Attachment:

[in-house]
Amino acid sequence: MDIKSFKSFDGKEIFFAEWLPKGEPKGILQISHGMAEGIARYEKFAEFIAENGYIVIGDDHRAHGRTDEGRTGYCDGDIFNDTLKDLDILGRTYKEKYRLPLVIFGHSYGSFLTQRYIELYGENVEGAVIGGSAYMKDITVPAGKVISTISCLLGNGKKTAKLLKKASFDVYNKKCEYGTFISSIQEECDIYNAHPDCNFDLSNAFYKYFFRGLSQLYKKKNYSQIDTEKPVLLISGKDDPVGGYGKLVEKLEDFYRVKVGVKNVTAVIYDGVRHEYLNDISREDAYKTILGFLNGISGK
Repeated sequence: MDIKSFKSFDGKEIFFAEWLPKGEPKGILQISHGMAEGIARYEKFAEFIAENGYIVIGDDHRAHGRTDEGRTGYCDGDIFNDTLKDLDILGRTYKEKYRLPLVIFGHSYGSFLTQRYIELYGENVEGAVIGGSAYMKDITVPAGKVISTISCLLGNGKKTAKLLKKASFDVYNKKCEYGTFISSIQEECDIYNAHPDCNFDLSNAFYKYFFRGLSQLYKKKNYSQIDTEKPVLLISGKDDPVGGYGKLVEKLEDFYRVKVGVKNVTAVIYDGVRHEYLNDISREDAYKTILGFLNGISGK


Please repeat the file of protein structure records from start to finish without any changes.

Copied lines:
[in-house]
Amino acid sequence: MDIKSFKSFDGKEIFFAEWLPKGEPKGILQISHGMAEGIARYEKFAEFIAENGYIVIGDDHRAHGRTDEGRTGYCDGDIFNDTLKDLDILGRTYKEKYRLPLVIFGHSYGSFLTQRYIELYGENVEGAVIGGSAYMKDITVPAGKVISTISCLLGNGKKTAKLLKKASFDVYNKKCEYGTFISSIQEECDIYNAHPDCNFDLSNAFYKYFFRGLSQLYKKKNYSQIDTEKPVLLISGKDDPVGGYGKLVEKLEDFYRVKVGVKNVTAVIYDGVRHEYLNDISREDAYKTILGFLNGISGK
Repeated sequence: MDIKSFKSFDGKEIFFAEWLPKGEPKGILQISHGMAEGIARYEKFAEFIAENGYIVIGDDHRAHGRTDEGRTGYCDGDIFNDTLKDLDILGRTYKEKYRLPLVIFGHSYGSFLTQRYIELYGENVEGAVIGGSAYMKDITVPAGKVISTISCLLGNGKKTAKLLKKASFDVYNKKCEYGTFISSIQEECDIYNAHPDCNFDLSNAFYKYFFRGLSQLYKKKNYSQIDTEKPVLLISGKDDPVGGYGKLVEKLEDFYRVKVGVKNVTAVIYDGVRHEYLNDISREDAYKTILGFLNGISGK